How to Avoid It
First, do some research to make sure you know all the potential stereotypes your character might face. For example, did you know there’s a stereotype that black people can’t swim? I didn’t until recently, and without knowing that I might have written a joke about a black character not being able to swim, unaware of the harm I was doing.
Second, focus on the character as an individual, not on the larger group they belong to. Chakotay is a former Starfleet officer who defected in order to join a criminal insurgency. That backstory is full of potential, and it’s all wasted because the writers were so busy trying to prove how Native American he was. A better strategy would have been to cast an actual Native American for the part and then focus on the backstory they established for him.
Third, add traits that directly counter a stereotype. Nobu could easily have been a threat to Daredevil without falling into the ninja trap. Instead, the writers could have given him a broadsword or made him a master of savate.* Those changes would have made Nobu dangerous and also played against stereotypes.
With a little effort, you’ll find it easy to remove stereotypes from a character, and they’ll be more interesting for it. If the stereotypes resist all attempts at removal, it may be time to redesign the character from the ground up.
3. Minority Women Are Fetishized as Exotic
Ah, intersectionality, my old friend. While minority men are often treated as dangerous threats to be dealt with, minority women get cast as objects of desire. Naive writers try to spice up a romance line or sex scene by emphasizing the otherness of a woman of color, almost always for the benefit of a white protagonist.*
In real-world settings, women of color are sexualized by their race. Asian woman, Japanese or not, are put in the author’s idea of a geisha role. Latinas and black women are often portrayed as more sexual than whites, and this causes a terrible backlash when women of color assert their sexuality on their own terms.*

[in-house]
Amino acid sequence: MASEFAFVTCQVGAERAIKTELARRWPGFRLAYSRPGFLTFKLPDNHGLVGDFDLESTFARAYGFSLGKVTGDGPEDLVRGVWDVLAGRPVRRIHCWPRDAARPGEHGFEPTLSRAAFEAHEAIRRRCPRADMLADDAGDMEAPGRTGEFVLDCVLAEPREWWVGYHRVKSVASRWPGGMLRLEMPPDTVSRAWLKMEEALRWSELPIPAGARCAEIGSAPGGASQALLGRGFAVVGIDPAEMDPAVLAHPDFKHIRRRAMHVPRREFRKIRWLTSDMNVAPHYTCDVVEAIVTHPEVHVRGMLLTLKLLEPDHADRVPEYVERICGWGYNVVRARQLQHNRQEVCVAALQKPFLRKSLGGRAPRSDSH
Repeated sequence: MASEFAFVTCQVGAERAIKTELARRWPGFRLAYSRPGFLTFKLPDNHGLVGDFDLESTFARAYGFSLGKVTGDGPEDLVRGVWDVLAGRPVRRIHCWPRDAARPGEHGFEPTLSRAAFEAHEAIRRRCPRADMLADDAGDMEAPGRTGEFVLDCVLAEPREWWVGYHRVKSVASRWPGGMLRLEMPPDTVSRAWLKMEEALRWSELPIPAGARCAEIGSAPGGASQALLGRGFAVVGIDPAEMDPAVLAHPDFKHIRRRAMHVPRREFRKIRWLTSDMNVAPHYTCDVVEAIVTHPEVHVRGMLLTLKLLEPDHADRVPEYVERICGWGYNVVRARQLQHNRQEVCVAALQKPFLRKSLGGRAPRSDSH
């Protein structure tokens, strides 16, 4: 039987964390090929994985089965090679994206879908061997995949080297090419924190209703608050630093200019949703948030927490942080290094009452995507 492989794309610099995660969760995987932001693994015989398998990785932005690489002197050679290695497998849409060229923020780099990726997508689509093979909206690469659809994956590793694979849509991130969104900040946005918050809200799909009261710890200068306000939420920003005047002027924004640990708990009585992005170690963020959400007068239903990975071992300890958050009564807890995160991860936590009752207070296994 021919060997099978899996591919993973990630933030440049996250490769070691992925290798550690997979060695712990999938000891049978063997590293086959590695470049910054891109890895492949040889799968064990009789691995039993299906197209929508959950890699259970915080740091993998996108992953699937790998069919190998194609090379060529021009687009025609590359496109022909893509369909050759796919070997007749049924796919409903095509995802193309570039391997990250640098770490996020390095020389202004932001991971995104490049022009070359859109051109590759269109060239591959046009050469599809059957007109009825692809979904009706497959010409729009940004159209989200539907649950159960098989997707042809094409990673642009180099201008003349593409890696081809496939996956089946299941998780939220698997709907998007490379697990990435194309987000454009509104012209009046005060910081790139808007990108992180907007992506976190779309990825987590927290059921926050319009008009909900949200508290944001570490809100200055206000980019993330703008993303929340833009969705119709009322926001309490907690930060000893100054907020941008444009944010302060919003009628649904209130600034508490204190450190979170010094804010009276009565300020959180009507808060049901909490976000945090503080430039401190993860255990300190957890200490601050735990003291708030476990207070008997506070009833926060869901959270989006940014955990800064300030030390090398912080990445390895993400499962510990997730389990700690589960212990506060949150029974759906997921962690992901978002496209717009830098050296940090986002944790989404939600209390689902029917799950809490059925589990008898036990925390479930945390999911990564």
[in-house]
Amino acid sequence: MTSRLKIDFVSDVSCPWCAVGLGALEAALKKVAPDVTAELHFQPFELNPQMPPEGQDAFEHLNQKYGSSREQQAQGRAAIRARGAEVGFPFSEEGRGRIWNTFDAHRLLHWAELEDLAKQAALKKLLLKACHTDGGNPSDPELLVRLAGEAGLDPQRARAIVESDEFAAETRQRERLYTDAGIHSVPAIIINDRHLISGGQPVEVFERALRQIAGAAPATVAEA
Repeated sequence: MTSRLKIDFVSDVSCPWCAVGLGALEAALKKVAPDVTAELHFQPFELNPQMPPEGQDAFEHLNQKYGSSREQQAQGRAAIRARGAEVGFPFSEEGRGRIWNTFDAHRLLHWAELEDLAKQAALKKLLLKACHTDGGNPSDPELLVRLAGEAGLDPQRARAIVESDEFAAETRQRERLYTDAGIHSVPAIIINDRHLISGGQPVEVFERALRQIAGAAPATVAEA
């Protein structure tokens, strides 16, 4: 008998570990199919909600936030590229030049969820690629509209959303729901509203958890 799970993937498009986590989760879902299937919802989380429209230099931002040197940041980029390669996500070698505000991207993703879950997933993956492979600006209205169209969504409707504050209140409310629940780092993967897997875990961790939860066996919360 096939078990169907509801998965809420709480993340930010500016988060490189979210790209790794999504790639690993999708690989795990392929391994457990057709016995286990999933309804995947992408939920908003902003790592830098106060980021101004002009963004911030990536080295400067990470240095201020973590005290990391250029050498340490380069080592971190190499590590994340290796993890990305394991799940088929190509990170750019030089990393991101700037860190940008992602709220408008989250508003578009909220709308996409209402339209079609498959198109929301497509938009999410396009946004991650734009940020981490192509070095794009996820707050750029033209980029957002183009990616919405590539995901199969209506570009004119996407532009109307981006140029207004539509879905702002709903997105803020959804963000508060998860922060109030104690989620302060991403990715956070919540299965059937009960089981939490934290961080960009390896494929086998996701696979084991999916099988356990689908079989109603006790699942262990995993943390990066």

Spec fic writers sometimes try to disguise this behavior with alien or fantasy race trappings. Star Trek has a particularly bad habit of talking about Klingon women in terms of their sexual appetites. The parallels are all too obvious, especially when so many Klingon are played by minority actors or white actors in skin-darkening makeup.
When a well-meaning author uses exotic otherness in a romance, it diminishes their characters. Instead of a romance based on how characters relate to each other as individuals, we’re left with the most shallow of interactions. Instead of showing us why a protagonist is falling in love, the story focuses on stereotypes that erase what’s special about the love interest.
How to Avoid It
Remember, character comes first. If you want a romance line involving a woman of color, great, but it has to be about her as a person, not what others expect her to be. This is basic writing advice, but it’s easy to forget when so much of the media that’s come before features the exact fetishization we’re trying to avoid.
Casual hookups follow the same rules. Women of color are as likely to be interested in a one-night stand as anyone else, and when such an encounter is important enough to include in your story, it should be about what the characters get from each other. Otherwise the scene is just gratuitous and should probably be cut.
4. The Only Minorities Are Non-Humans
When authors include non-human races, be they fantasy or alien, it’s usually to draw contrasts with the humans in the story. Most of the time there’s nothing wrong with that, but sometimes it leads to both humans and their non-human counterparts being simplified down into homogeneous groups. You can guess what tends to characterize the homogeneous humans.
In The Way of Kings, most of the story focuses around the conflict between a powerful human nation and the Parshendi, a non-human race. Based on cover art
and description,* the humans are exclusively white. Meanwhile, the Parshendi are often described as having very dark skin.